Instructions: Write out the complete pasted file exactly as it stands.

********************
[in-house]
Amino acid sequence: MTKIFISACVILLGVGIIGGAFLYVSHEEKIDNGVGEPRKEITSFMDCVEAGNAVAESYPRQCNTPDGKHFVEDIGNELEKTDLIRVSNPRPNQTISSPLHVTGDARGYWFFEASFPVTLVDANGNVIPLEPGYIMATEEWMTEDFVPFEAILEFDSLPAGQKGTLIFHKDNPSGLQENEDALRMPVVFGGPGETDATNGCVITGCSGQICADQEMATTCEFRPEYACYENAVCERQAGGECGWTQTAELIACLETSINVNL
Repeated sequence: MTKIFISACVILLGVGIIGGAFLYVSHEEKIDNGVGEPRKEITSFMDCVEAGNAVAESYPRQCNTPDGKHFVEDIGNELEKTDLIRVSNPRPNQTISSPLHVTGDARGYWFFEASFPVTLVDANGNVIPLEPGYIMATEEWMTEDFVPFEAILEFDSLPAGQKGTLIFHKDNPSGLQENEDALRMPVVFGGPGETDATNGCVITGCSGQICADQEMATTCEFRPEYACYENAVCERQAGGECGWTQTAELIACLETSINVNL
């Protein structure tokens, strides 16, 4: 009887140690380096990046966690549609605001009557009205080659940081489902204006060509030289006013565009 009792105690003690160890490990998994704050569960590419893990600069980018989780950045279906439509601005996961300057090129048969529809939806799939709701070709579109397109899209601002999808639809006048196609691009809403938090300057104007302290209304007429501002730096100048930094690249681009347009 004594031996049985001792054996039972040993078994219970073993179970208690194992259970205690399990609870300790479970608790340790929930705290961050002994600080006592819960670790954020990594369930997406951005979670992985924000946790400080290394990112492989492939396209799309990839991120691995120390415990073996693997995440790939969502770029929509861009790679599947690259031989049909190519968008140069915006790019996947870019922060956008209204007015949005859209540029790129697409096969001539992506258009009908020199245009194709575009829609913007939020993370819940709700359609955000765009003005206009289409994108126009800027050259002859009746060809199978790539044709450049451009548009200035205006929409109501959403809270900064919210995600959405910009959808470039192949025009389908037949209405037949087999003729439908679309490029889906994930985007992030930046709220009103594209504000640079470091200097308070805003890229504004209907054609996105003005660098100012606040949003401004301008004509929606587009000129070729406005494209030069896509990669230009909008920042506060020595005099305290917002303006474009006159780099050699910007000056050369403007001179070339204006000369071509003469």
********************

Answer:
[in-house]
Amino acid sequence: MTKIFISACVILLGVGIIGGAFLYVSHEEKIDNGVGEPRKEITSFMDCVEAGNAVAESYPRQCNTPDGKHFVEDIGNELEKTDLIRVSNPRPNQTISSPLHVTGDARGYWFFEASFPVTLVDANGNVIPLEPGYIMATEEWMTEDFVPFEAILEFDSLPAGQKGTLIFHKDNPSGLQENEDALRMPVVFGGPGETDATNGCVITGCSGQICADQEMATTCEFRPEYACYENAVCERQAGGECGWTQTAELIACLETSINVNL
Repeated sequence: MTKIFISACVILLGVGIIGGAFLYVSHEEKIDNGVGEPRKEITSFMDCVEAGNAVAESYPRQCNTPDGKHFVEDIGNELEKTDLIRVSNPRPNQTISSPLHVTGDARGYWFFEASFPVTLVDANGNVIPLEPGYIMATEEWMTEDFVPFEAILEFDSLPAGQKGTLIFHKDNPSGLQENEDALRMPVVFGGPGETDATNGCVITGCSGQICADQEMATTCEFRPEYACYENAVCERQAGGECGWTQTAELIACLETSINVNL
């Protein structure tokens, strides 16, 4: 009887140690380096990046966690549609605001009557009205080659940081489902204006060509030289006013565009 009792105690003690160890490990998994704050569960590419893990600069980018989780950045279906439509601005996961300057090129048969529809939806799939709701070709579109397109899209601002999808639809006048196609691009809403938090300057104007302290209304007429501002730096100048930094690249681009347009 004594031996049985001792054996039972040993078994219970073993179970208690194992259970205690399990609870300790479970608790340790929930705290961050002994600080006592819960670790954020990594369930997406951005979670992985924000946790400080290394990112492989492939396209799309990839991120691995120390415990073996693997995440790939969502770029929509861009790679599947690259031989049909190519968008140069915006790019996947870019922060956008209204007015949005859209540029790129697409096969001539992506258009009908020199245009194709575009829609913007939020993370819940709700359609955000765009003005206009289409994108126009800027050259002859009746060809199978790539044709450049451009548009200035205006929409109501959403809270900064919210995600959405910009959808470039192949025009389908037949209405037949087999003729439908679309490029889906994930985007992030930046709220009103594209504000640079470091200097308070805003890229504004209907054609996105003005660098100012606040949003401004301008004509929606587009000129070729406005494209030069896509990669230009909008920042506060020595005099305290917002303006474009006159780099050699910007000056050369403007001179070339204006000369071509003469």